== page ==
AIG stripped of 'too big to fail' label by US regulators
The US government saved AIG with a $182 billion bailout that was later repaid in full by the insurer.
Insurer AIG, rescued by the US government at the peak of the 2008 financial crisis, will no longer face the stricter oversight of a "too big to fail" institution, the Treasury Department said on Friday.
Regulators with the Financial Stability Oversight Council voted 6-3 to relieve AIG of the designation that its failure could "pose a threat to US financial stability," the department said.
The move greatly eases the regulatory oversight of AIG, which was rescued in a government bailout at the height of the crisis because of its close links with other key financial institutions.
The government saved AIG with a controversial $182 billion bailout that was later repaid in full by the insurer.
It was one of the most momentous decisions taken at the height of the crisis.
Once the world's largest insurer, AIG was teetering on the verge of collapse under tens of billions of dollars of souring, unhedged derivatives contracts in September 2008 when it sought liquidity from the New York Fed.
On the same climactic weekend that they let investment banking giant Lehmann Brothers fail, the government agreed to lend AIG an initial $85 billion in exchange for a 79.9 per cent controlling stake.
AIG was saved as the global financial system stood at the brink of disaster.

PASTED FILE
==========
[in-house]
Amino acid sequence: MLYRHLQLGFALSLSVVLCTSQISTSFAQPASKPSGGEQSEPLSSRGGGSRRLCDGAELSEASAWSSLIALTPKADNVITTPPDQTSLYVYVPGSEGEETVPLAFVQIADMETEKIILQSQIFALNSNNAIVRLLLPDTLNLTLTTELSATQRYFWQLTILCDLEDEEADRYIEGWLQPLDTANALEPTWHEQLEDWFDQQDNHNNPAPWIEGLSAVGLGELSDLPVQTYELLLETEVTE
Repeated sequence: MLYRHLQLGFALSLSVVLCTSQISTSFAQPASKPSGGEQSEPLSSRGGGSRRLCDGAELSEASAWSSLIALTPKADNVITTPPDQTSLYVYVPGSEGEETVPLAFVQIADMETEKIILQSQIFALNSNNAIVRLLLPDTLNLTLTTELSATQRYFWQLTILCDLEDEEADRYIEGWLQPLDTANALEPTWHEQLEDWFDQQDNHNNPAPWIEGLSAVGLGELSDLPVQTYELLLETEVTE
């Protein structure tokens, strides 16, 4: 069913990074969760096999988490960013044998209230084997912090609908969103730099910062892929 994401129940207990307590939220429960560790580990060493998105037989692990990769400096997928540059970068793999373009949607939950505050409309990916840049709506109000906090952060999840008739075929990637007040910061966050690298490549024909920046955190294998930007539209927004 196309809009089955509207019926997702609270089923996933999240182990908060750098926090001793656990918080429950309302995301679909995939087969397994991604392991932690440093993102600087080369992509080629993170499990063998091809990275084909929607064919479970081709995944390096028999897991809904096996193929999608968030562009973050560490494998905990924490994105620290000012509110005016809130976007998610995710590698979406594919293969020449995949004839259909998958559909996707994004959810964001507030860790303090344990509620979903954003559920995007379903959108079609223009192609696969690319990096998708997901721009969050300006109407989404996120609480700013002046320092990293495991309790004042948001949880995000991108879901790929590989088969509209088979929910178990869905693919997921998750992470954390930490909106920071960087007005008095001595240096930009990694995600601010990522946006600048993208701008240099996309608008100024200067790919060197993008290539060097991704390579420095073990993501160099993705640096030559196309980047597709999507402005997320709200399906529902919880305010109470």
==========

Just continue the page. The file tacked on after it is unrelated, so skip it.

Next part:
If AIG had failed, former Treasury Secretary Henry Paulson said in 2015 in a trial over whether the bailout was even legal, "it would have taken down the financial system and hurt millions of Americans."
AIG recovered its leading role in the US industrial and property insurance market after it unloaded key international units. The US Treasury sold its final shares in December 2012.
"The Council has worked diligently to thoroughly reevaluate whether AIG poses a risk to financial stability," Treasury Secretary Steven Mnuchin said on Friday.
"This action demonstrates our commitment to act decisively to remove any designation if a company does not pose a threat to financial stability."
Mnuchin was joined in the majority by other regulators including Federal Reserve Chair Janet Yellen.
Those voting against included Richard Cordray, director of the Consumer Financial Protection Bureau.
AIG applauded the vote.
"The Council's decision reflects the substantial and successful de-risking that AIG's employees have achieved since 2008," said chief executive Brian Duperreault.
"The company is committed to continued vigilant risk management and to working closely with our numerous regulators to enable a strong AIG to continue to serve our clients."
Shares in AIG rose 1.0 per cent in after-hours trade to $62.